No matter the issue facing the Catholic Church, dissident Swiss theologian Father Hans Küng, the darling of so many in Catholic higher education, always has solutions that seem to include liberalizing rules about sexual ethics and/or women’s ordination.
Fr. Küng, whose popularity peaked in the 1960s and ‘70s, is still a staple of syllabi in classrooms on many Catholic campuses. In fact, a Biblical Heritage course being taught this semester at Boston College recommends that students read Küng’s On Being a Christian.
In a recent piece published by the dissident National Catholic Reporter, Fr. Küng had some radical suggestions for Pope Francis.
He suggested that because people live longer as well as other reasons, marriage as a lifetime commitment should be seen as merely a “goal,” and those whose marriages end in divorce and are later remarried should be allowed to receive the sacraments.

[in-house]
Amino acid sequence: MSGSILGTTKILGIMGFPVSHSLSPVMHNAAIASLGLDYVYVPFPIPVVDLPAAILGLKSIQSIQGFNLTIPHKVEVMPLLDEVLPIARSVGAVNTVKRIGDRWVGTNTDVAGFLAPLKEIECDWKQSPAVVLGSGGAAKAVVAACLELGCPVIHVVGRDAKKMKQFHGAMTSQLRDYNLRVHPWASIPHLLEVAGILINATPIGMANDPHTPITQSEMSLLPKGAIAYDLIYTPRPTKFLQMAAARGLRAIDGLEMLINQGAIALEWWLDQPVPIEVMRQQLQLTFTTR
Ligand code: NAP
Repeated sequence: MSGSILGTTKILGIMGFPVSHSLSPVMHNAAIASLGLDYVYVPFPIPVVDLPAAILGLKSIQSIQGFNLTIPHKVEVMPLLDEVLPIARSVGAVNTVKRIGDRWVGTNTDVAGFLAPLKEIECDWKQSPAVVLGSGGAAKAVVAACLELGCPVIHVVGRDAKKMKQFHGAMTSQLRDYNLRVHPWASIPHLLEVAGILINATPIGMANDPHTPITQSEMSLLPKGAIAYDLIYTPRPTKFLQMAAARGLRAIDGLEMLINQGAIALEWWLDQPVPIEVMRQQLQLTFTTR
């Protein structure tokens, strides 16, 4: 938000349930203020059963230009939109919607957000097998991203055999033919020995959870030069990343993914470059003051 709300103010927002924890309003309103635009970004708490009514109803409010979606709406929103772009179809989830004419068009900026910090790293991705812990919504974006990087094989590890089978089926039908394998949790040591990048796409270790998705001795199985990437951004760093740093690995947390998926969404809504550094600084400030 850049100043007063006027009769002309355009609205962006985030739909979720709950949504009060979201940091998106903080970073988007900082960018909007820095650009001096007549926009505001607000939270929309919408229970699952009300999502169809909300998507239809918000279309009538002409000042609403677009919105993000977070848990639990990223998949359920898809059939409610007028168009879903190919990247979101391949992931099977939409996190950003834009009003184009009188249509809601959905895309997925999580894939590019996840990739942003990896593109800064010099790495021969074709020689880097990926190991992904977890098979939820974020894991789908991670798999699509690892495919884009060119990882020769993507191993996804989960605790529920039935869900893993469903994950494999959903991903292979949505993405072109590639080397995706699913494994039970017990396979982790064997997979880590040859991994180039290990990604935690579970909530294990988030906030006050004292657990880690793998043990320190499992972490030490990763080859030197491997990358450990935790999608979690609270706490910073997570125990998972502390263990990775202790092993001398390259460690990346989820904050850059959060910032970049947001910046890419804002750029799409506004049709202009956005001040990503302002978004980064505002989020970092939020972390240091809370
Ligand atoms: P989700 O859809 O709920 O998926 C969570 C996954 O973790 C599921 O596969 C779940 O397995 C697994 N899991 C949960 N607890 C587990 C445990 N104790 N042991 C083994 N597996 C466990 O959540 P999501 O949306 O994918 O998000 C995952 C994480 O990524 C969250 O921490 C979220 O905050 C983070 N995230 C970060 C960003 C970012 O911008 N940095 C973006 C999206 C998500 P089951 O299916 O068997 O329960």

He also called for the abolition of mandatory celibacy and the “desirable” ordination of women into the priesthood.
Fr. Küng said that “only a tiny minority of Catholic women obey the papal prohibition to practice ‘artificial’ contraception, and many with a good conscience use artificial insemination”
“Abortion should not be banalized or even be used as a means of birth control,” he said. “But women who for serious reasons decided to have an abortion, often experiencing great moral conflict, deserve understanding and mercy.”
Fr. Küng suggested that how Pope Francis deals with these issues will be the true test of his papacy.
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